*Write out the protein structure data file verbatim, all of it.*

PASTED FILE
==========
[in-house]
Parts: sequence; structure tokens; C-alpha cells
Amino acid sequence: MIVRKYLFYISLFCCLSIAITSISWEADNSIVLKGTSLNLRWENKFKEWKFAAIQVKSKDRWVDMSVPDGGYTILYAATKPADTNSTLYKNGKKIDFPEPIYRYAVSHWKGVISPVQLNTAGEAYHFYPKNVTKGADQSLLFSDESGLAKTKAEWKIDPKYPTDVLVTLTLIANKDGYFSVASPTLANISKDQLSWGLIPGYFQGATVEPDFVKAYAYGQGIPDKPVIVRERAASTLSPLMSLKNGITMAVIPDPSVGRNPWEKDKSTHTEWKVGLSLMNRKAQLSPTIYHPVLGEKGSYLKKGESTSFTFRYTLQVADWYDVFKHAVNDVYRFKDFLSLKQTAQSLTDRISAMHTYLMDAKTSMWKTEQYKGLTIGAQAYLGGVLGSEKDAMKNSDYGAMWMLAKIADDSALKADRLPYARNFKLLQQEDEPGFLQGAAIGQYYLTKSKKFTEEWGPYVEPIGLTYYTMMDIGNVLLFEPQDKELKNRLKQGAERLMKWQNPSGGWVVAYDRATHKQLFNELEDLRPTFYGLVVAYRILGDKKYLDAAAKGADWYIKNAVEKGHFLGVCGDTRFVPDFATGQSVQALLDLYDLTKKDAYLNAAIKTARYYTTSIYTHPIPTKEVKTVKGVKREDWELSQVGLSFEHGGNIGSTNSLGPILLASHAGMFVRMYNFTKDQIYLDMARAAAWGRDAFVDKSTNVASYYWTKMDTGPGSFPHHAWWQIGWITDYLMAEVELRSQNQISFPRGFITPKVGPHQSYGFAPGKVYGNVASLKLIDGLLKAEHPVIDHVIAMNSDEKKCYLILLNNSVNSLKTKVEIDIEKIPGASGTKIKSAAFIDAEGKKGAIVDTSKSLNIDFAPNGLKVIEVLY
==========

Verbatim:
[in-house]
Parts: sequence; structure tokens; C-alpha cells
Amino acid sequence: MIVRKYLFYISLFCCLSIAITSISWEADNSIVLKGTSLNLRWENKFKEWKFAAIQVKSKDRWVDMSVPDGGYTILYAATKPADTNSTLYKNGKKIDFPEPIYRYAVSHWKGVISPVQLNTAGEAYHFYPKNVTKGADQSLLFSDESGLAKTKAEWKIDPKYPTDVLVTLTLIANKDGYFSVASPTLANISKDQLSWGLIPGYFQGATVEPDFVKAYAYGQGIPDKPVIVRERAASTLSPLMSLKNGITMAVIPDPSVGRNPWEKDKSTHTEWKVGLSLMNRKAQLSPTIYHPVLGEKGSYLKKGESTSFTFRYTLQVADWYDVFKHAVNDVYRFKDFLSLKQTAQSLTDRISAMHTYLMDAKTSMWKTEQYKGLTIGAQAYLGGVLGSEKDAMKNSDYGAMWMLAKIADDSALKADRLPYARNFKLLQQEDEPGFLQGAAIGQYYLTKSKKFTEEWGPYVEPIGLTYYTMMDIGNVLLFEPQDKELKNRLKQGAERLMKWQNPSGGWVVAYDRATHKQLFNELEDLRPTFYGLVVAYRILGDKKYLDAAAKGADWYIKNAVEKGHFLGVCGDTRFVPDFATGQSVQALLDLYDLTKKDAYLNAAIKTARYYTTSIYTHPIPTKEVKTVKGVKREDWELSQVGLSFEHGGNIGSTNSLGPILLASHAGMFVRMYNFTKDQIYLDMARAAAWGRDAFVDKSTNVASYYWTKMDTGPGSFPHHAWWQIGWITDYLMAEVELRSQNQISFPRGFITPKVGPHQSYGFAPGKVYGNVASLKLIDGLLKAEHPVIDHVIAMNSDEKKCYLILLNNSVNSLKTKVEIDIEKIPGASGTKIKSAAFIDAEGKKGAIVDTSKSLNIDFAPNGLKVIEVLY